Local elected officials and representatives of the Alabama School Readiness Alliance joined Mobile County Public Schools on Tuesday to celebrate the local expansion of Alabama’s state-funded, high-quality First Class Pre-K program with a ribbon-cutting for a new Pre-K classroom at Collier Elementary.
In May, Collier received a $130,000 First Class Pre-K grant to add the new classroom, support lead and assistant teacher salaries, and purchase developmentally appropriate materials. It is the 59th First Class Pre-K classroom in the MCPSS system.
The new classroom was made possible by a $13 million expansion of the state’s First-Class Pre-K program approved by the state legislature earlier this year, combined with funding from year three of Alabama’s four-year federal Preschool Development Grant.
“Having a Pre-K program at Collier Elementary will benefit families in this community for years to come,” said State Senator Rusty Glover, one of several elected officials who toured the new classroom.
“I’m excited we were able to provide funding for Alabama’s First Class Pre-K program to continue to expand in Mobile and across the state,” said State Representative Chris Pringle. “High-quality Pre-K is so important for the educational development of our youth.”
Alabama’s First Class Pre-K program is managed by the Alabama Department of Early Childhood Education. For 11-years in a row, it has been ranked the top state-funded pre-kindergarten program in the country for quality by the National Institute for Early Education Research.
“Two years ago, we began a partnership with Alabama First Class Pre-K, and we are seeing positive results,” said Martha Peek, Superintendent of Mobile County Public Schools. “Through Alabama First Class Pre-K, students thrive in a developmentally appropriate introduction to learning that we know will last a lifetime.”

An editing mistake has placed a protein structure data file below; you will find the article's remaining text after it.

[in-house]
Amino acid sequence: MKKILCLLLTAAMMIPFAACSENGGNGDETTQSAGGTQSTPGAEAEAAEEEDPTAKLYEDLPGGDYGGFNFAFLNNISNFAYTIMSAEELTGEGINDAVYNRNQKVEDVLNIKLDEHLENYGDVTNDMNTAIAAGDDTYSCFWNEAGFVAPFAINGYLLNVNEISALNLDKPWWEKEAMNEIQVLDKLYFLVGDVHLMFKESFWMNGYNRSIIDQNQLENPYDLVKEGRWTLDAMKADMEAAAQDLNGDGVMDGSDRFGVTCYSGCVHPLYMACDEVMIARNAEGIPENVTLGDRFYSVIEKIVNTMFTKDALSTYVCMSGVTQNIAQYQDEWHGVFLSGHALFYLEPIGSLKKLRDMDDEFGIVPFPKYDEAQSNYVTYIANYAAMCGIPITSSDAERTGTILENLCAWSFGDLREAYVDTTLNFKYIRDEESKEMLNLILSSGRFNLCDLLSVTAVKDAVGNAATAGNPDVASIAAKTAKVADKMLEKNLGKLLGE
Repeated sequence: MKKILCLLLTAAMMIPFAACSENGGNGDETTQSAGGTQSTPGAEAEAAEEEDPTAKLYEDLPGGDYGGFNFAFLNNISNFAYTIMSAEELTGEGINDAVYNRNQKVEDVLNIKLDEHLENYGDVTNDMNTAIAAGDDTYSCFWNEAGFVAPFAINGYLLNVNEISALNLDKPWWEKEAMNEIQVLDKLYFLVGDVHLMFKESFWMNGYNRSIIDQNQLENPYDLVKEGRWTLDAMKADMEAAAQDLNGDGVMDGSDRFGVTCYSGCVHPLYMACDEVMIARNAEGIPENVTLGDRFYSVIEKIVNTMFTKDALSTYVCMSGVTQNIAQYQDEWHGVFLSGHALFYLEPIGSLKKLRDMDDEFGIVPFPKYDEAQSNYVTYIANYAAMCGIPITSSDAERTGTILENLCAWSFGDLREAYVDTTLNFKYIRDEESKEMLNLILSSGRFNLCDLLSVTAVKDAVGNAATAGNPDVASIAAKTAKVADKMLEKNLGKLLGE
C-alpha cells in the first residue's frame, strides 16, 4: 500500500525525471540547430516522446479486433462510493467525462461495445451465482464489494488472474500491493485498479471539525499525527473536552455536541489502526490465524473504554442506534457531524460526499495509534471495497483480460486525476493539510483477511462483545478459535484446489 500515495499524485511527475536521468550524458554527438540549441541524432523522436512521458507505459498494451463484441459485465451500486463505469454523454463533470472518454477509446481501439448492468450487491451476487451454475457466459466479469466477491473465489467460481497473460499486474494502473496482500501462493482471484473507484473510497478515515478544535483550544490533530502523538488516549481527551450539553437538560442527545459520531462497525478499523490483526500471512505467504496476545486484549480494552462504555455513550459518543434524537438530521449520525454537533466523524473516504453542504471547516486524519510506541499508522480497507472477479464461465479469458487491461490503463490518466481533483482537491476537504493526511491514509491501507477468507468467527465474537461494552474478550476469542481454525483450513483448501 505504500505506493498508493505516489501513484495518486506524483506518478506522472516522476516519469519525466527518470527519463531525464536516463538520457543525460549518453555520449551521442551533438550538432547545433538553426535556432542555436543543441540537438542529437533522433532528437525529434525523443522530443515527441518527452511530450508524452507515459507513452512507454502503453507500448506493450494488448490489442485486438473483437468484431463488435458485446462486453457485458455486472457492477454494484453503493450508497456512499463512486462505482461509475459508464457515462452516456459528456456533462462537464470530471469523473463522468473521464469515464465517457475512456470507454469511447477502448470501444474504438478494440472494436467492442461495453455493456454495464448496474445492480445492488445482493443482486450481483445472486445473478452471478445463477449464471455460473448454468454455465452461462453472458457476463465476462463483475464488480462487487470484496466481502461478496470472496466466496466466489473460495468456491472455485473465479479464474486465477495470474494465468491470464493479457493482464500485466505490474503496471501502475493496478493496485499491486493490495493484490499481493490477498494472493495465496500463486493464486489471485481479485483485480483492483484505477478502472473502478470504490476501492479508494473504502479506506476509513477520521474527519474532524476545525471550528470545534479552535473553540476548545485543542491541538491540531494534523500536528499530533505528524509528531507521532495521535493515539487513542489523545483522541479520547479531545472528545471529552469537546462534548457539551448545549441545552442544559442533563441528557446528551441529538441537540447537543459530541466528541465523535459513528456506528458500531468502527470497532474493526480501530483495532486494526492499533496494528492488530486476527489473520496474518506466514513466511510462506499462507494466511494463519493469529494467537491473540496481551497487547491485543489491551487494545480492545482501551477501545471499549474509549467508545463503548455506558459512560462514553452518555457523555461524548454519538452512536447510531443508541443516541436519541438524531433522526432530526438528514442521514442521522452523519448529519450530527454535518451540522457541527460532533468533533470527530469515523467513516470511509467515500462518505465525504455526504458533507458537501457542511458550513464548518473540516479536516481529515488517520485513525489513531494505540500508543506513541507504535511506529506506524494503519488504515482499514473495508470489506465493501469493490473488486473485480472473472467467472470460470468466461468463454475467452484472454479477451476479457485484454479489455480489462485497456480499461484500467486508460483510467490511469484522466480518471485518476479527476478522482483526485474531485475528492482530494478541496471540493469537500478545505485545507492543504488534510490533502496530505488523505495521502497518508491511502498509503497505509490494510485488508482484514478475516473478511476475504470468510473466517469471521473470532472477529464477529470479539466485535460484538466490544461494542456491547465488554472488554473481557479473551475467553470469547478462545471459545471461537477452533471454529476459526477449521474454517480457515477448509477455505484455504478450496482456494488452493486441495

There are 938 Alabama First Class Pre-K classrooms throughout the state, but that’s only enough to enroll approximately 28 percent of the state’s 4-year-olds.
In 2012, the Alabama School Readiness Alliance’s business-led Pre-K Task Force launched a 10-year campaign to advocate for incremental increases in First Class Pre-K until the program is fully funded in the 2022-2023 school year. ASRA has estimated that the state would need to appropriate a total level of funding of $144 million to give every Alabama family the opportunity to voluntarily enroll their four-year-old in a First Class Pre-K program.
“Students who participate in Alabama’s First Class Pre-K program outperform their peers in reading and math in every grade,” said Allison Muhlendorf, the executive director of the Alabama School Readiness Alliance. “State lawmakers have made it clear that giving more families an opportunity to participate in the Alabama First Class Pre-K program is a priority. It is crucial that leaders continue to increase First Class Pre-K investments until every family across Mobile and the state of Alabama has access to this proven program.”